Monthly Archives: March 2019

Pwn2Own 2019 Results

TL DR: With popular products such as the Tesla Model 3, Apple Safari, Mozilla Firefox, Oracle VirtualBox, VMware Workstation Pro and Microsoft Edge being successfully exploited; please install the necessary updates when they become available.

The annual white hat hacking contest known as Pwn2Own took place last week. Detailed results from all 3 days are available from this link.

Day 3 saw initially two teams attempting to exploit a Tesla Model 3 before one withdrew. The team Fluoroacetate made up of both Richard Zhu and Amat Cama successfully exploited the infotainment system of the Tesla earning them a further $35,000 and the car itself. They earned $375k in total and became the Master of Pwn for 2019. The contest overall distributed $545k for 19 vulnerabilities.

In contrast to previous years the researchers have targeted vulnerabilities other than those within the operating system kernel (defined) to obtain a total system compromise. Only 3 times were exploits on the OS kernel used this year (one exploit was used in conjunction when exploiting each of the web browsers Apple Safari, Microsoft Edge and Mozilla Firefox).

We can expect updates for each of the exploited products over the coming weeks and months (the vendors have up to 120 days to resolve the vulnerabilities before public disclosure). Mozilla released Firefox 66.0.1 and 60.6.1 to resolve the 2 Firefox CVEs (defined) disclosed during the contest.

If you use the affected products, please keep current with the necessary updates. Thank you.

Blog Post Shout Out March 2019

TL DR: If a device that stores your personal information has reached the end of it’s life, please strongly consider erasing it correctly before recycling or disposing of it.

A security researcher from Rapid7 purchased 85 used pieces of technology to check them for data left behind by their previous owners. 80 of the devices had data still remaining on them.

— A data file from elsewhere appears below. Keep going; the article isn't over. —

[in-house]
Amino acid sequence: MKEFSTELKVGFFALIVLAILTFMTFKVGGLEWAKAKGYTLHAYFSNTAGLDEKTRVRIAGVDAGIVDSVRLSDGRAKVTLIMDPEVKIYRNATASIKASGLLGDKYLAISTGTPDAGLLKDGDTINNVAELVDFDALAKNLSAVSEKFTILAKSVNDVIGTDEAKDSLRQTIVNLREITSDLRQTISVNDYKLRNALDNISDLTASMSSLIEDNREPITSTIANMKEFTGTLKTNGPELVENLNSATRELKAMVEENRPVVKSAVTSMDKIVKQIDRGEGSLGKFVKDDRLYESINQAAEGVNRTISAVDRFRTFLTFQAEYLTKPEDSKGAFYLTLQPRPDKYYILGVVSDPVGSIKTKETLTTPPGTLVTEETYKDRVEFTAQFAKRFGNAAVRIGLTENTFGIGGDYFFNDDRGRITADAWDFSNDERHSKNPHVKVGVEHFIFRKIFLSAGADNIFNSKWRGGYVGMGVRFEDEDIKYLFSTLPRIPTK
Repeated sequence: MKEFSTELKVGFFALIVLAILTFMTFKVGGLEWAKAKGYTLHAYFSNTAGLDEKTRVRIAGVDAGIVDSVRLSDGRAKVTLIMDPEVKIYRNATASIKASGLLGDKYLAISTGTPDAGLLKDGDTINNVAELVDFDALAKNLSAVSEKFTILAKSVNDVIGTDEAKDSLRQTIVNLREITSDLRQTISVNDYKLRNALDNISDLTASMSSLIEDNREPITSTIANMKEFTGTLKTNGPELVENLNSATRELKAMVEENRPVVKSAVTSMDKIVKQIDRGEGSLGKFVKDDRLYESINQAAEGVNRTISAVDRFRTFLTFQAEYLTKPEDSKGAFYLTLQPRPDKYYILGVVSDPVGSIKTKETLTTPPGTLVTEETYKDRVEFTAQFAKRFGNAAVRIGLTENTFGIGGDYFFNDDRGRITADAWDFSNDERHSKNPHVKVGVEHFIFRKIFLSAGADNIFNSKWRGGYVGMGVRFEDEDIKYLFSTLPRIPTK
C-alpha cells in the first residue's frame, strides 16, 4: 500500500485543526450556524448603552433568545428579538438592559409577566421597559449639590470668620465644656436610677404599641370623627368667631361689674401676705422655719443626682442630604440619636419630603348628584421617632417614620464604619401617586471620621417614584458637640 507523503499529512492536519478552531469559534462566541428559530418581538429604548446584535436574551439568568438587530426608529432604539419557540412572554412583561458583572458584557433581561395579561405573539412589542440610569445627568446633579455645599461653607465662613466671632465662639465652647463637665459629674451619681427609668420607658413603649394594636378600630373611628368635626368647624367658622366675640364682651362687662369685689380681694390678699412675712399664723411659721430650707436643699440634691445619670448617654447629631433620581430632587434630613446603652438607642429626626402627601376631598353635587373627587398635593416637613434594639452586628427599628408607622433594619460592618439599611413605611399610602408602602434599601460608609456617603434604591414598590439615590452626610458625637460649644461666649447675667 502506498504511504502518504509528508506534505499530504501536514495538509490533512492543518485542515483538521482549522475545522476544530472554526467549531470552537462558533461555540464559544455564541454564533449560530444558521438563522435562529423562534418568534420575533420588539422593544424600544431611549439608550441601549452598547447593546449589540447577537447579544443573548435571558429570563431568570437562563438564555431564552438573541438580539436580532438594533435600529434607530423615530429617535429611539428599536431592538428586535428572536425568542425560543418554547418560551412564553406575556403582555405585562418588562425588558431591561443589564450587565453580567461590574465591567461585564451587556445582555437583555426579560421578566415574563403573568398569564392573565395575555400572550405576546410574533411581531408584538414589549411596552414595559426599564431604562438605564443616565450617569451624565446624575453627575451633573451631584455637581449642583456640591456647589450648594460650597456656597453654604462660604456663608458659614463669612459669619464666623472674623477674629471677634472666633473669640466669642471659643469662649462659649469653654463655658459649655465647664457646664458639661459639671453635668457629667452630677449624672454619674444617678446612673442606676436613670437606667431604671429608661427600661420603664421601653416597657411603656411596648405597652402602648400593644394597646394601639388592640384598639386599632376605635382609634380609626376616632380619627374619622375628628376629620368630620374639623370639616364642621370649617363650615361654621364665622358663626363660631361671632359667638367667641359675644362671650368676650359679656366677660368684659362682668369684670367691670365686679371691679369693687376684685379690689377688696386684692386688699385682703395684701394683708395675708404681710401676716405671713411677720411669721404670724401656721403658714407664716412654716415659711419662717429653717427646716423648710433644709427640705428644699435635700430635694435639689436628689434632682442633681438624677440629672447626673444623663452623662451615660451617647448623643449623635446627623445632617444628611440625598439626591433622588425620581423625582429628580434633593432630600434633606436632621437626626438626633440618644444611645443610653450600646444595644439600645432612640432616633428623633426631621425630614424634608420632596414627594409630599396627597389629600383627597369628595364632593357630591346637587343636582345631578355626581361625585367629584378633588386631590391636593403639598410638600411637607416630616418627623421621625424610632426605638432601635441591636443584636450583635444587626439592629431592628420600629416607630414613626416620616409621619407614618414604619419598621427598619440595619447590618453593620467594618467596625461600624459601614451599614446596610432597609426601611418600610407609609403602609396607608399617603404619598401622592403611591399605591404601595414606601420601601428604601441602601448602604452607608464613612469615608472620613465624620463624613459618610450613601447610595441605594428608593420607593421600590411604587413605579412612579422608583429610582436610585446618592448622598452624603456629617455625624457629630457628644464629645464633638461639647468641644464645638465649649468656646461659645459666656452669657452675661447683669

He was able to uncover the following:

  • 214,019 images, 3,406 documents and 148,903 email messages
  • 611 email addresses, 50 dates of birth, 41 Social Security numbers, 19 credit-card numbers, six driver’s license numbers and two passport numbers.

For these reasons I wanted to provide a respectful shout out to the following blog post by Josh Frantz of Rapid7:

When our devices have reached the end of their useful life we need to become better at removing our data from them. Please find below recommended guides for Apple iPhones, Google Android device and hard disks (both RAID and simple disk set ups). My thanks to Mr. Josh Frantz for collecting these links within his post.

Thank you.

Apple iPhone:

Google Android:

Hard disks (typically how they are set up):

Hard disks (when used in a RAID configuration):

March 2019 Update Summary

Updated: 21st March 2019
Two of the vulnerabilities patched by Microsoft (CVE-2019-0797CVE-2019-0808) were zero day (defined) vulnerabilities being actively exploited in the wild. Four other vulnerabilities were publicly known (CVE-2019-0683CVE-2019-0754CVE-2019-0757 and CVE-2019-0809).

Separately the Google Chrome vulnerability mentioned below namely CVE-2019-5786 was also being exploited by attackers.

After publishing my original post; Adobe and Microsoft jointly reported that while a newer version ( of Flash Player was made available it only resolves non-security bugs.

I have updated the suggested installation order (below) to reflect this new information. Thank you.

Original Post:
As scheduled; earlier today Microsoft and Adobe made available their security updates. Microsoft addressed 65 vulnerabilities (more formally known as CVEs (defined)) with Adobe resolving 2 vulnerabilities.

For Adobe; if you have not already done so; if you manage an installation of Adobe ColdFusion or know someone who does, please apply the necessary updates made available earlier this month. That update addressed a single priority 1 zero day (defined) vulnerability being exploited in the wild. Today’s Adobe updates are as follows:

Adobe Digital Editions: 1x priority 3 CVE resolved

Adobe Photoshop CC: 1x priority3 CVE resolved

If you use the affected Adobe products; please install their remaining priority 3 updates when you can.